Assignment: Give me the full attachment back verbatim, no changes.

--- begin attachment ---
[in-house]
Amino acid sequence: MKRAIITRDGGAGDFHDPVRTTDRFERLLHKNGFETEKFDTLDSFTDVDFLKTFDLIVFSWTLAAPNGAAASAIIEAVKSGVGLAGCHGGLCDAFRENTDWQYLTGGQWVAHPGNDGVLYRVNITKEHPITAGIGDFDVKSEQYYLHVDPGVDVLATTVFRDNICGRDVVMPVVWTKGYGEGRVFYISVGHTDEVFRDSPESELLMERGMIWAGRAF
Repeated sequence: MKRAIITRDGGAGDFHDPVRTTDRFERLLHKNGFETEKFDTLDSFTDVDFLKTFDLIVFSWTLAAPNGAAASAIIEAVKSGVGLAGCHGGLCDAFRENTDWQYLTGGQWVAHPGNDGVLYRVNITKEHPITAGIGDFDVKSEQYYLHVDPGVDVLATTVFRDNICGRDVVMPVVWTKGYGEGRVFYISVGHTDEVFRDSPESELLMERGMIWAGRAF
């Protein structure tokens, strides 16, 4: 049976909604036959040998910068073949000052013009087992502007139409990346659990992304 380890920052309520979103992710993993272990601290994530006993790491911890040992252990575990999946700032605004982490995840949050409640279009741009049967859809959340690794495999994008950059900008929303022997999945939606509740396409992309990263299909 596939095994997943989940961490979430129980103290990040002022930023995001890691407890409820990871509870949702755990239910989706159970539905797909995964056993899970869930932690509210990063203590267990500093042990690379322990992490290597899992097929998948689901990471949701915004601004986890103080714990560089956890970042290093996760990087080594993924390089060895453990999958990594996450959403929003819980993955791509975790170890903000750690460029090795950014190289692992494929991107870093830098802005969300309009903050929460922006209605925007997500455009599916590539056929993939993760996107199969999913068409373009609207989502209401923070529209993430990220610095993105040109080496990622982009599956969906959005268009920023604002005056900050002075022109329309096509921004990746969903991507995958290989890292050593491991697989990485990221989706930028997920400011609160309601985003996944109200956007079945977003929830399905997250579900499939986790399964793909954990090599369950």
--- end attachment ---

[in-house]
Amino acid sequence: MKRAIITRDGGAGDFHDPVRTTDRFERLLHKNGFETEKFDTLDSFTDVDFLKTFDLIVFSWTLAAPNGAAASAIIEAVKSGVGLAGCHGGLCDAFRENTDWQYLTGGQWVAHPGNDGVLYRVNITKEHPITAGIGDFDVKSEQYYLHVDPGVDVLATTVFRDNICGRDVVMPVVWTKGYGEGRVFYISVGHTDEVFRDSPESELLMERGMIWAGRAF
Repeated sequence: MKRAIITRDGGAGDFHDPVRTTDRFERLLHKNGFETEKFDTLDSFTDVDFLKTFDLIVFSWTLAAPNGAAASAIIEAVKSGVGLAGCHGGLCDAFRENTDWQYLTGGQWVAHPGNDGVLYRVNITKEHPITAGIGDFDVKSEQYYLHVDPGVDVLATTVFRDNICGRDVVMPVVWTKGYGEGRVFYISVGHTDEVFRDSPESELLMERGMIWAGRAF
């Protein structure tokens, strides 16, 4: 049976909604036959040998910068073949000052013009087992502007139409990346659990992304 380890920052309520979103992710993993272990601290994530006993790491911890040992252990575990999946700032605004982490995840949050409640279009741009049967859809959340690794495999994008950059900008929303022997999945939606509740396409992309990263299909 596939095994997943989940961490979430129980103290990040002022930023995001890691407890409820990871509870949702755990239910989706159970539905797909995964056993899970869930932690509210990063203590267990500093042990690379322990992490290597899992097929998948689901990471949701915004601004986890103080714990560089956890970042290093996760990087080594993924390089060895453990999958990594996450959403929003819980993955791509975790170890903000750690460029090795950014190289692992494929991107870093830098802005969300309009903050929460922006209605925007997500455009599916590539056929993939993760996107199969999913068409373009609207989502209401923070529209993430990220610095993105040109080496990622982009599956969906959005268009920023604002005056900050002075022109329309096509921004990746969903991507995958290989890292050593491991697989990485990221989706930028997920400011609160309601985003996944109200956007079945977003929830399905997250579900499939986790399964793909954990090599369950």